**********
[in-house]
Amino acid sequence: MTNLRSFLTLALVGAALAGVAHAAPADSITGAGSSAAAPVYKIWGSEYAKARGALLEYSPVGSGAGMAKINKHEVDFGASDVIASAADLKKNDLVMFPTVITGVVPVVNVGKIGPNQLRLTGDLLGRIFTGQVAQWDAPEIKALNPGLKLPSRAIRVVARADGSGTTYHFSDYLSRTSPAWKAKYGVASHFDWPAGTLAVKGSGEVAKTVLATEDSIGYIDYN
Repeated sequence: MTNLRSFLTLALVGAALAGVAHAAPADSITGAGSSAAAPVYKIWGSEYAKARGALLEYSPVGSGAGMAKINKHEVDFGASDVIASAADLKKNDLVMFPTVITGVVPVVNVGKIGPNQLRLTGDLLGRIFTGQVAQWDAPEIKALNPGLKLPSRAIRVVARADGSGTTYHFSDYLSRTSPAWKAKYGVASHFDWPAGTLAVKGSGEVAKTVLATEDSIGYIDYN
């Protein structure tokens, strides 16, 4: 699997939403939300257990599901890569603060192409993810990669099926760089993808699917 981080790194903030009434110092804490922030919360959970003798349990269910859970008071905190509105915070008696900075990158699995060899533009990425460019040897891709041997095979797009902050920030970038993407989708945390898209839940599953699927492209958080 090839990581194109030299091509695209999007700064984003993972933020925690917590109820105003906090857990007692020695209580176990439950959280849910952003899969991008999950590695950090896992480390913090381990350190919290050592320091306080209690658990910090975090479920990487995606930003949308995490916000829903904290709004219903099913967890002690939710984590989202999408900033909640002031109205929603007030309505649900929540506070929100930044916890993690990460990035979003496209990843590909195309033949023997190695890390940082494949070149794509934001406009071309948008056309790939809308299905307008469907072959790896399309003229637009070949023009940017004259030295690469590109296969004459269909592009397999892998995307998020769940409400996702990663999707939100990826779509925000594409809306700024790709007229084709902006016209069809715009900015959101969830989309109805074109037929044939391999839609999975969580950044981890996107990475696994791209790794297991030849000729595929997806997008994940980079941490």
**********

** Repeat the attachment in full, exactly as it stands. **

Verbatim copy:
[in-house]
Amino acid sequence: MTNLRSFLTLALVGAALAGVAHAAPADSITGAGSSAAAPVYKIWGSEYAKARGALLEYSPVGSGAGMAKINKHEVDFGASDVIASAADLKKNDLVMFPTVITGVVPVVNVGKIGPNQLRLTGDLLGRIFTGQVAQWDAPEIKALNPGLKLPSRAIRVVARADGSGTTYHFSDYLSRTSPAWKAKYGVASHFDWPAGTLAVKGSGEVAKTVLATEDSIGYIDYN
Repeated sequence: MTNLRSFLTLALVGAALAGVAHAAPADSITGAGSSAAAPVYKIWGSEYAKARGALLEYSPVGSGAGMAKINKHEVDFGASDVIASAADLKKNDLVMFPTVITGVVPVVNVGKIGPNQLRLTGDLLGRIFTGQVAQWDAPEIKALNPGLKLPSRAIRVVARADGSGTTYHFSDYLSRTSPAWKAKYGVASHFDWPAGTLAVKGSGEVAKTVLATEDSIGYIDYN
């Protein structure tokens, strides 16, 4: 699997939403939300257990599901890569603060192409993810990669099926760089993808699917 981080790194903030009434110092804490922030919360959970003798349990269910859970008071905190509105915070008696900075990158699995060899533009990425460019040897891709041997095979797009902050920030970038993407989708945390898209839940599953699927492209958080 090839990581194109030299091509695209999007700064984003993972933020925690917590109820105003906090857990007692020695209580176990439950959280849910952003899969991008999950590695950090896992480390913090381990350190919290050592320091306080209690658990910090975090479920990487995606930003949308995490916000829903904290709004219903099913967890002690939710984590989202999408900033909640002031109205929603007030309505649900929540506070929100930044916890993690990460990035979003496209990843590909195309033949023997190695890390940082494949070149794509934001406009071309948008056309790939809308299905307008469907072959790896399309003229637009070949023009940017004259030295690469590109296969004459269909592009397999892998995307998020769940409400996702990663999707939100990826779509925000594409809306700024790709007229084709902006016209069809715009900015959101969830989309109805074109037929044939391999839609999975969580950044981890996107990475696994791209790794297991030849000729595929997806997008994940980079941490």